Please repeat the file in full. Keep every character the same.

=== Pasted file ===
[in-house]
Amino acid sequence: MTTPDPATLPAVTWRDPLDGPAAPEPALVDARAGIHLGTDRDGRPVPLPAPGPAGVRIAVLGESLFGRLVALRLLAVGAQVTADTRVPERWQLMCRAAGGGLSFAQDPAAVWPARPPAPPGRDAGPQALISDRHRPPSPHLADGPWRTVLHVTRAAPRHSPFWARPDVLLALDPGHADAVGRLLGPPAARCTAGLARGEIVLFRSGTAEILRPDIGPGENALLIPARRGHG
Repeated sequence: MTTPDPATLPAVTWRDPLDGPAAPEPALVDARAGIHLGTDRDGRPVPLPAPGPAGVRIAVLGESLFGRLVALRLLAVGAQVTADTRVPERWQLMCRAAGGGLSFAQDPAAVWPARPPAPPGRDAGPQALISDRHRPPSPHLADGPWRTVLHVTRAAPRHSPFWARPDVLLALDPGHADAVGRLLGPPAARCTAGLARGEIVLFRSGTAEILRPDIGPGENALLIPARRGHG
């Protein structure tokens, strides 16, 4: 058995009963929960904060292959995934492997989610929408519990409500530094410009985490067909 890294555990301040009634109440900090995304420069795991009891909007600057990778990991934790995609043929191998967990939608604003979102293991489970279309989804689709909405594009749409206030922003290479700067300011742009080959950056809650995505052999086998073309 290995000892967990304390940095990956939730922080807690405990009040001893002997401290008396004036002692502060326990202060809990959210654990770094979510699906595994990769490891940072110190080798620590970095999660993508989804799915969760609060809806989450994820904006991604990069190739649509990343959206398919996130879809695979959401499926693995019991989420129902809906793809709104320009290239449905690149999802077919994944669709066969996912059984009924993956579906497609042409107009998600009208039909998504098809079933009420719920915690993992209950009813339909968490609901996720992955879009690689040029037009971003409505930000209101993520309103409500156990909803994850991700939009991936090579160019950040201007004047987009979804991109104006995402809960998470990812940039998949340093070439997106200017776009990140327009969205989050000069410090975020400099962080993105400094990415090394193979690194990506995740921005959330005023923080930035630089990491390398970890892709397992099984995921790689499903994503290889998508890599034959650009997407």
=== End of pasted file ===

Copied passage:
[in-house]
Amino acid sequence: MTTPDPATLPAVTWRDPLDGPAAPEPALVDARAGIHLGTDRDGRPVPLPAPGPAGVRIAVLGESLFGRLVALRLLAVGAQVTADTRVPERWQLMCRAAGGGLSFAQDPAAVWPARPPAPPGRDAGPQALISDRHRPPSPHLADGPWRTVLHVTRAAPRHSPFWARPDVLLALDPGHADAVGRLLGPPAARCTAGLARGEIVLFRSGTAEILRPDIGPGENALLIPARRGHG
Repeated sequence: MTTPDPATLPAVTWRDPLDGPAAPEPALVDARAGIHLGTDRDGRPVPLPAPGPAGVRIAVLGESLFGRLVALRLLAVGAQVTADTRVPERWQLMCRAAGGGLSFAQDPAAVWPARPPAPPGRDAGPQALISDRHRPPSPHLADGPWRTVLHVTRAAPRHSPFWARPDVLLALDPGHADAVGRLLGPPAARCTAGLARGEIVLFRSGTAEILRPDIGPGENALLIPARRGHG
């Protein structure tokens, strides 16, 4: 058995009963929960904060292959995934492997989610929408519990409500530094410009985490067909 890294555990301040009634109440900090995304420069795991009891909007600057990778990991934790995609043929191998967990939608604003979102293991489970279309989804689709909405594009749409206030922003290479700067300011742009080959950056809650995505052999086998073309 290995000892967990304390940095990956939730922080807690405990009040001893002997401290008396004036002692502060326990202060809990959210654990770094979510699906595994990769490891940072110190080798620590970095999660993508989804799915969760609060809806989450994820904006991604990069190739649509990343959206398919996130879809695979959401499926693995019991989420129902809906793809709104320009290239449905690149999802077919994944669709066969996912059984009924993956579906497609042409107009998600009208039909998504098809079933009420719920915690993992209950009813339909968490609901996720992955879009690689040029037009971003409505930000209101993520309103409500156990909803994850991700939009991936090579160019950040201007004047987009979804991109104006995402809960998470990812940039998949340093070439997106200017776009990140327009969205989050000069410090975020400099962080993105400094990415090394193979690194990506995740921005959330005023923080930035630089990491390398970890892709397992099984995921790689499903994503290889998508890599034959650009997407």